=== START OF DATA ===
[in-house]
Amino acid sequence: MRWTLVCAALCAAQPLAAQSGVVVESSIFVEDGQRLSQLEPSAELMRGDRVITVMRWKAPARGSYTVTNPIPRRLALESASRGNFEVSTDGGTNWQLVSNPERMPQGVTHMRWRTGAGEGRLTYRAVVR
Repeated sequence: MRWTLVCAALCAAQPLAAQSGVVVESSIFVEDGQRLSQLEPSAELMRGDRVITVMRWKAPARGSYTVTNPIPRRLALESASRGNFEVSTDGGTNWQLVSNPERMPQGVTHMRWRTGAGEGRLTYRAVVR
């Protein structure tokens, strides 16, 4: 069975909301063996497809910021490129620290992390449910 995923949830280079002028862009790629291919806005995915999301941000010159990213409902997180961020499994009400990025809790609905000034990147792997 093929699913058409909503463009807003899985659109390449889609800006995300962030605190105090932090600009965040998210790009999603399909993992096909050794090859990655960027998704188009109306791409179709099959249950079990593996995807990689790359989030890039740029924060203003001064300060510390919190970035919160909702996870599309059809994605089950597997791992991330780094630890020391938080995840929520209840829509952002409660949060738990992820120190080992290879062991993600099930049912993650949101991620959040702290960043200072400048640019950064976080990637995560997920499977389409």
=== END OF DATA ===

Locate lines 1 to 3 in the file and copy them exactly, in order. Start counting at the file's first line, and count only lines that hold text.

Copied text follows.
[in-house]
Amino acid sequence: MRWTLVCAALCAAQPLAAQSGVVVESSIFVEDGQRLSQLEPSAELMRGDRVITVMRWKAPARGSYTVTNPIPRRLALESASRGNFEVSTDGGTNWQLVSNPERMPQGVTHMRWRTGAGEGRLTYRAVVR
Repeated sequence: MRWTLVCAALCAAQPLAAQSGVVVESSIFVEDGQRLSQLEPSAELMRGDRVITVMRWKAPARGSYTVTNPIPRRLALESASRGNFEVSTDGGTNWQLVSNPERMPQGVTHMRWRTGAGEGRLTYRAVVR